January 10, 2014
Gunfight Friday: Over/Under vs Side-by-Side
By Phil Bourjaily
Over/Under or side-by-side? That’s the question in today’s Gunfight. Personally, my answer is “some of each, please,” although I probably shoot O/Us better if only because I shoot them much more often. Double guns are better looking, I think, and that wide expanse of barrels makes them easy to put on target. At any rate, today we have a couple of neat guns representing the O/U and SxS perspectives today. Unfortunately, neither is made anymore. The Fox Savage BSE was a solid, if heavy, workingman’s double made in the U.S.A. by Savage, which bought out A.H. Fox in 1929. This gun is not an A.H. Fox but an upgraded Stevens double that Savage introduced in the ’40s. It lasted until 1988, and was discontinued when Savage eliminated everything but the Model 110 from production. It’s a rugged double, not refined, but they rarely break, and I wish I had them in all gauges. The “SE” in BSE stands for “single trigger, ejectors,” incidentally.
The Weatherby Orion was made in the SKB factory in Japan, which, sadly, closed its doors in 2010 after 155 years in operation. A surprising amount of skilled handwork went into every SKB gun, and the O/Us were excellent guns, with a crossbolt action that was very strong. They were sold here under the Ithaca label in the ’60s and ’70s, and as SKBs and Weatherbys until the plant closed. The Orion was the plainer, field-grade SKB/Weatherby, while the Athena was the fancier gun. Here they are:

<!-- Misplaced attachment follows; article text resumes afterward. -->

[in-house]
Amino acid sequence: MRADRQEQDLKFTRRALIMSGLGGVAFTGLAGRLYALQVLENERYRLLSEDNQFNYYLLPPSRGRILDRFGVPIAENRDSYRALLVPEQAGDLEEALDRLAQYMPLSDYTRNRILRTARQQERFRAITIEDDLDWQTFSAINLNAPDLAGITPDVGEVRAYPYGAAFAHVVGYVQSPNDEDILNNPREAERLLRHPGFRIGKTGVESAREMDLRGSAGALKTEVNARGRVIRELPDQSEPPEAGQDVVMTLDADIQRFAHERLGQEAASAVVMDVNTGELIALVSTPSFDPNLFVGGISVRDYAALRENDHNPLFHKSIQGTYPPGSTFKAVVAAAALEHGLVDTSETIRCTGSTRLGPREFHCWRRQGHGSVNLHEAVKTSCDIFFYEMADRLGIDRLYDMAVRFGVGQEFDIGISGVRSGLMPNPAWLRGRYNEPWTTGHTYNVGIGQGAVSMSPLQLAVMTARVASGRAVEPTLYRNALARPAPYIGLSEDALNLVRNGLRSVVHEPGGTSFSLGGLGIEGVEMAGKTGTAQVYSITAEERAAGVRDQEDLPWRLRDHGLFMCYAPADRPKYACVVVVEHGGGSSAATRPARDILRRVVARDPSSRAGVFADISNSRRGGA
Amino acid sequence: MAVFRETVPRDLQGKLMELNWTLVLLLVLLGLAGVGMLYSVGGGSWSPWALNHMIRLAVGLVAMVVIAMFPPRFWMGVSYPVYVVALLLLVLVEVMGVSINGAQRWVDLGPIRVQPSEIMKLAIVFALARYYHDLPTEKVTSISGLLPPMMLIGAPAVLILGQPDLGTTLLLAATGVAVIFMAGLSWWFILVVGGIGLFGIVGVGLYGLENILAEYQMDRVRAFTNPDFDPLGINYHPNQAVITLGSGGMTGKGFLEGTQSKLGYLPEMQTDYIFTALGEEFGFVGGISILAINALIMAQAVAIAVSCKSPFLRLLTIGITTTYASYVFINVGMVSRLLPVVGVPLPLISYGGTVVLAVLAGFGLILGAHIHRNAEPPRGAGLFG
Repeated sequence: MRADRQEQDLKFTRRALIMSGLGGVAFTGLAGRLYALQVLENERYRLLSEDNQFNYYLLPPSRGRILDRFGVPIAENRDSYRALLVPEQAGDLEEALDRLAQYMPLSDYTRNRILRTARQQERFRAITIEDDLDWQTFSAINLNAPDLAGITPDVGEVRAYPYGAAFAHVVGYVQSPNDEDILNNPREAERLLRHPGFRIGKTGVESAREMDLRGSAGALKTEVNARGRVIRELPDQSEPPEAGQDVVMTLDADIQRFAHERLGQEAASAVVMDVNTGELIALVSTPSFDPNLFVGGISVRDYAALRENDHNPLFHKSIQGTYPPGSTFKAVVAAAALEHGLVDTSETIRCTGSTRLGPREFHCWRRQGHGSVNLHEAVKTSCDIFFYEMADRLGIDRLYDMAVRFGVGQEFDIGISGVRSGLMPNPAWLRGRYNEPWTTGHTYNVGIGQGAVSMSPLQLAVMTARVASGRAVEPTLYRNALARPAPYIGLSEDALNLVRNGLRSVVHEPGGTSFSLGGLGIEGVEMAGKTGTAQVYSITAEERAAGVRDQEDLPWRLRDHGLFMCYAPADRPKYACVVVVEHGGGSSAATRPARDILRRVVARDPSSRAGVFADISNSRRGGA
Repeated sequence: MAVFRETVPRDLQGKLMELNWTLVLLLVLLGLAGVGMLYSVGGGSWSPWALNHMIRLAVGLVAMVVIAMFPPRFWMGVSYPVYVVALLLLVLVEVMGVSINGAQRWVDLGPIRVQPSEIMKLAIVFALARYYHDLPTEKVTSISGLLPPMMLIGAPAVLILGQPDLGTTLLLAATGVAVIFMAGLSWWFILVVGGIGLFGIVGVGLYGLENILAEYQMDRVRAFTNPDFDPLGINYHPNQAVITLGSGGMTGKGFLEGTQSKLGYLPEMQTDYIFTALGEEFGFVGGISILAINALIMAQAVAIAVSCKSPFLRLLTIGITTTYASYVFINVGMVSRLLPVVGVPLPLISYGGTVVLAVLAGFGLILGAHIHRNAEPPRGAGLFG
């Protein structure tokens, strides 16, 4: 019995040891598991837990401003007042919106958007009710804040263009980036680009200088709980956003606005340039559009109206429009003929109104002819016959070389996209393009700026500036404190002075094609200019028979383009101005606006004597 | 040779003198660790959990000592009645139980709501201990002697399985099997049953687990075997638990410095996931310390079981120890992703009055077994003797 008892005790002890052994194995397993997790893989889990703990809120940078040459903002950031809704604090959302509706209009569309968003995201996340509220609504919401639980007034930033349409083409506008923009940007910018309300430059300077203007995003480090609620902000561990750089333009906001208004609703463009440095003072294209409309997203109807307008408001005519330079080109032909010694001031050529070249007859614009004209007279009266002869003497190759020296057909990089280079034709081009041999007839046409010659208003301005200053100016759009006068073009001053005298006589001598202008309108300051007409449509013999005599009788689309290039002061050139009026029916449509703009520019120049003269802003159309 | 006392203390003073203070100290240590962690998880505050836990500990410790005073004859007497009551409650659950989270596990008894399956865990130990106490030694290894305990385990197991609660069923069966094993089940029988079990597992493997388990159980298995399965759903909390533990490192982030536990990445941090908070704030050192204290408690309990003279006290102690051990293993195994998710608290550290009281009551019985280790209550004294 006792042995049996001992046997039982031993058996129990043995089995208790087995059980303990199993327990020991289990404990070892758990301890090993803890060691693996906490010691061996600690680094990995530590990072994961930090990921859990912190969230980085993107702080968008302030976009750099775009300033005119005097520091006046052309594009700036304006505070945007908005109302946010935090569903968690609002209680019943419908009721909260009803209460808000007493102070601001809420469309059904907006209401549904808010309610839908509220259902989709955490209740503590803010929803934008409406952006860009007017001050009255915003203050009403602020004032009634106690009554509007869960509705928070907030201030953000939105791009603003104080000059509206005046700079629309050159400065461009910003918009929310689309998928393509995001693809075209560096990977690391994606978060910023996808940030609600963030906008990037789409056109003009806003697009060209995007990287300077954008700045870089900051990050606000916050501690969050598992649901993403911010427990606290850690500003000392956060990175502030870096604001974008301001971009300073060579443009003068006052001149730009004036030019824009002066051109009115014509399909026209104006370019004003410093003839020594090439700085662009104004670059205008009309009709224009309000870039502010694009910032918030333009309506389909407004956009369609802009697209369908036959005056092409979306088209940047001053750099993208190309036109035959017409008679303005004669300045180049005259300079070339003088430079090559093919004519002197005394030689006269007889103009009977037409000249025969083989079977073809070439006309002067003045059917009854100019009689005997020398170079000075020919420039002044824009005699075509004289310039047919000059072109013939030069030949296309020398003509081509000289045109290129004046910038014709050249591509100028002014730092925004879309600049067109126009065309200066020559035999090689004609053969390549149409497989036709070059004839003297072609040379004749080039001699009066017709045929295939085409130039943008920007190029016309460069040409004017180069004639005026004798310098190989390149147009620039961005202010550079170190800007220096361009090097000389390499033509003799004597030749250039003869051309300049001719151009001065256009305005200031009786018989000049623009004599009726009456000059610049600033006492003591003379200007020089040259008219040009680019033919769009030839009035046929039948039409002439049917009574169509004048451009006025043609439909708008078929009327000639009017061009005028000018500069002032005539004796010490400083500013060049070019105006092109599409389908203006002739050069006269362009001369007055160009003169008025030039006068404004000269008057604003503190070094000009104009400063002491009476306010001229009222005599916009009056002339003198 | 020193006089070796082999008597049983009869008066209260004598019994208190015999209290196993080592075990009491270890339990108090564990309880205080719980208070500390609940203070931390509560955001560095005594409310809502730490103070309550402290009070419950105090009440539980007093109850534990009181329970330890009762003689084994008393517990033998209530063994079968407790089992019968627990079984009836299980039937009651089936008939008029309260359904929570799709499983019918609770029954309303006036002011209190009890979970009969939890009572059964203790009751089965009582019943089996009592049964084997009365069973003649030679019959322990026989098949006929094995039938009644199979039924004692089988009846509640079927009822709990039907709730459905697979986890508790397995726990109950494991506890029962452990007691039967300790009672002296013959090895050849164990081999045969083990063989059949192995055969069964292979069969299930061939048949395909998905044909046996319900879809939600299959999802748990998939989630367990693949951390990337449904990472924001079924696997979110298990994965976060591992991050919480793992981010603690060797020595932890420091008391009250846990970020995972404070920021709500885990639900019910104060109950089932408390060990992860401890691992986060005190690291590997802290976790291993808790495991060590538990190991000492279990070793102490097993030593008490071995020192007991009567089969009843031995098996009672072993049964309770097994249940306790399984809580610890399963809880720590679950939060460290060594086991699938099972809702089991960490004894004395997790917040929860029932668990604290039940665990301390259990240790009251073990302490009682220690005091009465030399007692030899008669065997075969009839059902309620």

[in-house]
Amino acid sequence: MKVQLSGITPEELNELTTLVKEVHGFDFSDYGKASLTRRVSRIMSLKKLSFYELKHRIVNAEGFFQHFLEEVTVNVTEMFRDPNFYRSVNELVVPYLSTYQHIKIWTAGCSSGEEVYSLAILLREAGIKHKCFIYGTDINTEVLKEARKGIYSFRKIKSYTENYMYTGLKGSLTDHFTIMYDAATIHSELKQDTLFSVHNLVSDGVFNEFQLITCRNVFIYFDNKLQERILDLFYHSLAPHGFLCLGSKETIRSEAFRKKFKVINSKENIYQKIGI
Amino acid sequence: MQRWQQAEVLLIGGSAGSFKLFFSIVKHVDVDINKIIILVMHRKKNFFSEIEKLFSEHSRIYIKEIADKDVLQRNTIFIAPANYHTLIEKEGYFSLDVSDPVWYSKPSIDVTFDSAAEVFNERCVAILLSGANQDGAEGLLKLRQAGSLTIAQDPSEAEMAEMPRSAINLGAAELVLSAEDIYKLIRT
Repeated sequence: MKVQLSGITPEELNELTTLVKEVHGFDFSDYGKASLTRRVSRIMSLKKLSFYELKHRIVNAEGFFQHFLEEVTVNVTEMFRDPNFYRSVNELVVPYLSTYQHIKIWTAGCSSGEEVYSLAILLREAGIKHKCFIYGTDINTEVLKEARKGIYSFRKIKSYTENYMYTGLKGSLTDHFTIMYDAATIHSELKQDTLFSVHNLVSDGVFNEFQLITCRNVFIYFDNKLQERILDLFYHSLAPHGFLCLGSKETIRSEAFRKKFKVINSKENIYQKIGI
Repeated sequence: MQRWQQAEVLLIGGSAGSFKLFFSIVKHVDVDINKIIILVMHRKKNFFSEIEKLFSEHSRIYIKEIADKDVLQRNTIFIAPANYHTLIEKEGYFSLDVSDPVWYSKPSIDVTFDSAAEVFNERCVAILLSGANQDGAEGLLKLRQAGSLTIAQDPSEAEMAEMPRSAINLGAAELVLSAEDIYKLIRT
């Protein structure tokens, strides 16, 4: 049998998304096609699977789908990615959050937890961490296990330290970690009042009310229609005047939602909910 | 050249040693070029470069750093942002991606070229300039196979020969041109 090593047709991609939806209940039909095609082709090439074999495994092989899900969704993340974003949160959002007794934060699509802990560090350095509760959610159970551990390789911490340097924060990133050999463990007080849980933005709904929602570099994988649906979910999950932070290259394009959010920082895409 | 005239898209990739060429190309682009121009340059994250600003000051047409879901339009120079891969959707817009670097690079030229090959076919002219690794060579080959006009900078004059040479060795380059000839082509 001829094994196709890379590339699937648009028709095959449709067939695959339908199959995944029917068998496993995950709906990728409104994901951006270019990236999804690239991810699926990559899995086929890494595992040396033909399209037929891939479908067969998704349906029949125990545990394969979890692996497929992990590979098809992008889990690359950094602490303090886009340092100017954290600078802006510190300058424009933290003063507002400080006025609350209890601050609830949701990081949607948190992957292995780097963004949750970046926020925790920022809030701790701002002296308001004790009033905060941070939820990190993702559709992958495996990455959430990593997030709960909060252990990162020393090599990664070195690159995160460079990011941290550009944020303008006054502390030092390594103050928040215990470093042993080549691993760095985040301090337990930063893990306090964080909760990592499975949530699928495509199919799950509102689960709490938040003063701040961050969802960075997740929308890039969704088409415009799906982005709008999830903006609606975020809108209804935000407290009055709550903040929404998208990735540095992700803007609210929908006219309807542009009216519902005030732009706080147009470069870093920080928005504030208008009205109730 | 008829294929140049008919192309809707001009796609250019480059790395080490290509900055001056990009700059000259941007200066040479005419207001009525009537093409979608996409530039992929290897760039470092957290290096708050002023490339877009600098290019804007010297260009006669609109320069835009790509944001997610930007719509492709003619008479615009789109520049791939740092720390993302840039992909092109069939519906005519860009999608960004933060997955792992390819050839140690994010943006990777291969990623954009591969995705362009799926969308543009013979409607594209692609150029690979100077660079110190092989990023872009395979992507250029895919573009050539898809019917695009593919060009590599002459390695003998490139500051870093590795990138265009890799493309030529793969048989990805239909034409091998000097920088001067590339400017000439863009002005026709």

Mark Lovelace’s Fox BSE
Since I am a lefty and cannot use stocks with cast-off, I vote for my 20-gauge Savage Fox Model BSE Series H. It has a vibrantly case colored case receiver, deep rich bluing, mid-rib bead, and cut checkering on its walnut pistol grip stock with Indian head cap. Heavy? Yes, but that just helps tame the recoil of hot 1 oz. loads better. Apparently someone quail hunted with this gun before I bought it. Both barrels are cylinder bore, the product of a 28-inch barrel (marked IC and Mod) cut to 26 inches. I hope to use my “new” 20 around Tustin, Mich., this fall after the leaves fall. And to those that say the 20 isn’t enough, I say: “Learn to hit something!”
Doug Tichenor’s Weatherby Orion
This 20-gauge Weatherby Orion was left in my care by a good friend who cannot hunt. I am not sure when it was made, but it was built in Japan. I do not think that they are in production anymore. At slightly over 6 1/2 pounds, this is a perfect grouse gun for where I hunt. Birds are there but finding them involves a long trek through hard cover, and this gun is well balanced, easy to carry, and easy to shoulder fast. After December, I leave the grouse alone and use it for snowshoe hares. With selectable barrels and 3-inch chambers, this gun can handle anything from skeet to waterfowl. My Brittany, Timber, likes this gun, too. He hates my deer rifles with a passion.
Take your pick—O/U or double—and vote, post comments, and keep sending in gun pictures. We need your submissions to keep the gunfights running. Send them to firstname.lastname@example.org.